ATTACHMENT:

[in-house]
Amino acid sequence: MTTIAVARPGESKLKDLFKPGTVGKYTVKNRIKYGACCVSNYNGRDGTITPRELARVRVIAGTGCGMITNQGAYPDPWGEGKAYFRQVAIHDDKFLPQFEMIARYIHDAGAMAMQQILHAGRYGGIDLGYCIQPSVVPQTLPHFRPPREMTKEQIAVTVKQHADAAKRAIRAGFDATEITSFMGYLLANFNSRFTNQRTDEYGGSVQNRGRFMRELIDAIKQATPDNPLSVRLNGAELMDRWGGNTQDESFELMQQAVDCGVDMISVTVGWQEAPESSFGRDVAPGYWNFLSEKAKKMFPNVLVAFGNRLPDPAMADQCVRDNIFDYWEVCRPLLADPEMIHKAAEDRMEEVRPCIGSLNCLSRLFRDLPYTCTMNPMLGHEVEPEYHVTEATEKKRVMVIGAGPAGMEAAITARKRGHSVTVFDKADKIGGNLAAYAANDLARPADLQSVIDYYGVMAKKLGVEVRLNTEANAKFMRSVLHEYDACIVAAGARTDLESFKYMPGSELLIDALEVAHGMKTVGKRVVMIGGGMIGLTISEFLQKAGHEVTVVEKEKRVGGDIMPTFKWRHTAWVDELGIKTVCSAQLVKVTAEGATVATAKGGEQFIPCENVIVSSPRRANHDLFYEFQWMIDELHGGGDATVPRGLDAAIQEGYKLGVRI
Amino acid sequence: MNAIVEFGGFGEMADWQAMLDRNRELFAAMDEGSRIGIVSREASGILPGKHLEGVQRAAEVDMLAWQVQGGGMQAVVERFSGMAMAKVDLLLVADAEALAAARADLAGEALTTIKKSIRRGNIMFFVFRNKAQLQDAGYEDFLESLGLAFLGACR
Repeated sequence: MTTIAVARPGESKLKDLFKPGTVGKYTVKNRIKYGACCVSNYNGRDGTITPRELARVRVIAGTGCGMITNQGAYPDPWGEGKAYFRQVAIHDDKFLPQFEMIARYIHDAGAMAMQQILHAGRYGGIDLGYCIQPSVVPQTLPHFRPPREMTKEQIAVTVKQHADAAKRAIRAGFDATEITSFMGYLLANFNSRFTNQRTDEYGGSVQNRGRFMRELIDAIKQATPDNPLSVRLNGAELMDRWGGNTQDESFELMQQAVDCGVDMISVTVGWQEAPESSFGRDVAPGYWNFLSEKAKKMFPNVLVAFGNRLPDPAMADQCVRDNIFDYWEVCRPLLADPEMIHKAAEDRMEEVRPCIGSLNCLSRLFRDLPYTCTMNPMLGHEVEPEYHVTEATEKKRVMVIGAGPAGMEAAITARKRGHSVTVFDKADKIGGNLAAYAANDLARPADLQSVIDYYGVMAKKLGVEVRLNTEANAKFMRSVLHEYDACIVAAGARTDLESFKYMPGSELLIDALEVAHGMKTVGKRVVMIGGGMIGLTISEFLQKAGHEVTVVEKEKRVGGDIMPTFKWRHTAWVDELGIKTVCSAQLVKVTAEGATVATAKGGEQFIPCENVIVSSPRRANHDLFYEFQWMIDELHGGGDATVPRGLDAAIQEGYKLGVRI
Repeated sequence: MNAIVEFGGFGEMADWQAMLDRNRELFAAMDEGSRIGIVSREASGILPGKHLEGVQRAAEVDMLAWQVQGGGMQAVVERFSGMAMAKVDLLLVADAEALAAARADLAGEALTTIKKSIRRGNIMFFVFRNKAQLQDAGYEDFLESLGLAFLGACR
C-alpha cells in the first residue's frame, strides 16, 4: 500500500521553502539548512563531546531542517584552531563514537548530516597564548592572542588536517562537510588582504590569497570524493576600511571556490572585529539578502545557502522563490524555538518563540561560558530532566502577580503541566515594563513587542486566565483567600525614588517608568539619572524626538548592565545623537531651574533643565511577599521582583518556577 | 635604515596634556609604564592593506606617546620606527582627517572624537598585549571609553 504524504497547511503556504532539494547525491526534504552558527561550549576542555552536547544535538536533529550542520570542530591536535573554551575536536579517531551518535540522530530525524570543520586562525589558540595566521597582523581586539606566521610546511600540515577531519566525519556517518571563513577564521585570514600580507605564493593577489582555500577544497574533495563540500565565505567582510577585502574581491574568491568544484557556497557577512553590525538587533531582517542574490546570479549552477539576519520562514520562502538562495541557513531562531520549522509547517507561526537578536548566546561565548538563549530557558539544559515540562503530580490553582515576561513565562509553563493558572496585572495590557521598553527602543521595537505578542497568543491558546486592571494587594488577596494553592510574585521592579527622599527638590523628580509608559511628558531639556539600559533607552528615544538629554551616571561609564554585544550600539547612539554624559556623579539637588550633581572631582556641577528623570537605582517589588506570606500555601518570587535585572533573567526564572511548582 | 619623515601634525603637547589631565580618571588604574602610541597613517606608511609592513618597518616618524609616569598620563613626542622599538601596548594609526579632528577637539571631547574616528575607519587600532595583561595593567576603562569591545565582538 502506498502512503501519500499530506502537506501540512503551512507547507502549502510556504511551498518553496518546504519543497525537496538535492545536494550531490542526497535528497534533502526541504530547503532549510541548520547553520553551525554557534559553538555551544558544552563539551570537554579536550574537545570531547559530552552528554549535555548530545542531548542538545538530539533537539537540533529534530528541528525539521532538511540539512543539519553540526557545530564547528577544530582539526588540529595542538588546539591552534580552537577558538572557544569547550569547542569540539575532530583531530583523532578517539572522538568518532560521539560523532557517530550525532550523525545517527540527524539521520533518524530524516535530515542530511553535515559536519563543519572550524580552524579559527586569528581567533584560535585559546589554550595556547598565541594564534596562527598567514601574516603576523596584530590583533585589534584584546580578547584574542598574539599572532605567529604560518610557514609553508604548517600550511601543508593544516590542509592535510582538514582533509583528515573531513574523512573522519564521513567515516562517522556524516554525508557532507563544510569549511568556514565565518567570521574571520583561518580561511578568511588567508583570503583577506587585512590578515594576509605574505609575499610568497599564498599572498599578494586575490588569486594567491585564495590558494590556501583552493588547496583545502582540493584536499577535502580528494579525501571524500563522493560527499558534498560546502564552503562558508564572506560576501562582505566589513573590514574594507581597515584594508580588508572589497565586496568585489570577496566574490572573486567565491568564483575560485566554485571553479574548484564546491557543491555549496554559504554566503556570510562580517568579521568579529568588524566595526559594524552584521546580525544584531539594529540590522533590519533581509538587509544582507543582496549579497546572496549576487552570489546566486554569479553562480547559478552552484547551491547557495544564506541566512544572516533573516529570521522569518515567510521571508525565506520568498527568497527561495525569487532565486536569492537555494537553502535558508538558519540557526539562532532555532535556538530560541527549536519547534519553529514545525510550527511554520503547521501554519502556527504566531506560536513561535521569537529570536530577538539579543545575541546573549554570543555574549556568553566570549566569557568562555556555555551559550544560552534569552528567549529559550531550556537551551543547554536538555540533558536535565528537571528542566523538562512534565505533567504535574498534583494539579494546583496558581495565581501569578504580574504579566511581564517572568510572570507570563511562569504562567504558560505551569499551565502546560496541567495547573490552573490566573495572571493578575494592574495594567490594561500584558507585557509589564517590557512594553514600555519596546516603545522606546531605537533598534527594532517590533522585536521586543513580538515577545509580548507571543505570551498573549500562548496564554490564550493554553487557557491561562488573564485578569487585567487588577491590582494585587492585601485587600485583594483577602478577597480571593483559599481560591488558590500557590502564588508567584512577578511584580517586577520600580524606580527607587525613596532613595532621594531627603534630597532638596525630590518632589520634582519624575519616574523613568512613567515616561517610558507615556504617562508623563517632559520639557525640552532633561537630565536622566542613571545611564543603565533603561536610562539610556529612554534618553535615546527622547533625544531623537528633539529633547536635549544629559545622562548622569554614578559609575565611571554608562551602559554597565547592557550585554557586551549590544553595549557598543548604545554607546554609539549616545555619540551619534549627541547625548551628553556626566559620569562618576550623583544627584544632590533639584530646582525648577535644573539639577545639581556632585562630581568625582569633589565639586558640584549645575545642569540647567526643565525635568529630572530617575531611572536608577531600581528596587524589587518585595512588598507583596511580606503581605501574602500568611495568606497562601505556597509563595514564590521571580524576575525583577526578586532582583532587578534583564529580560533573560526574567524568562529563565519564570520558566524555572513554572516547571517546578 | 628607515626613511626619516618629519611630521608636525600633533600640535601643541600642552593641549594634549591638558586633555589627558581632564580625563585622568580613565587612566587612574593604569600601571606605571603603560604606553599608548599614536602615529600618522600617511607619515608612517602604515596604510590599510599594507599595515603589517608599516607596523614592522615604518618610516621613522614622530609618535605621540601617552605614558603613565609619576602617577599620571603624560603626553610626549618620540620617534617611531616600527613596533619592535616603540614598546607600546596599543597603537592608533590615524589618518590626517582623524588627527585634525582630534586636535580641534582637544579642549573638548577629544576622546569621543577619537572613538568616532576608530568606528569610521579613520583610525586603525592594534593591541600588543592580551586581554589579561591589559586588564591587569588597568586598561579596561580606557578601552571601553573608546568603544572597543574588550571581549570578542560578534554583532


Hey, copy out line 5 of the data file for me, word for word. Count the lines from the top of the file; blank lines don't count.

Repeated sequence: MNAIVEFGGFGEMADWQAMLDRNRELFAAMDEGSRIGIVSREASGILPGKHLEGVQRAAEVDMLAWQVQGGGMQAVVERFSGMAMAKVDLLLVADAEALAAARADLAGEALTTIKKSIRRGNIMFFVFRNKAQLQDAGYEDFLESLGLAFLGACR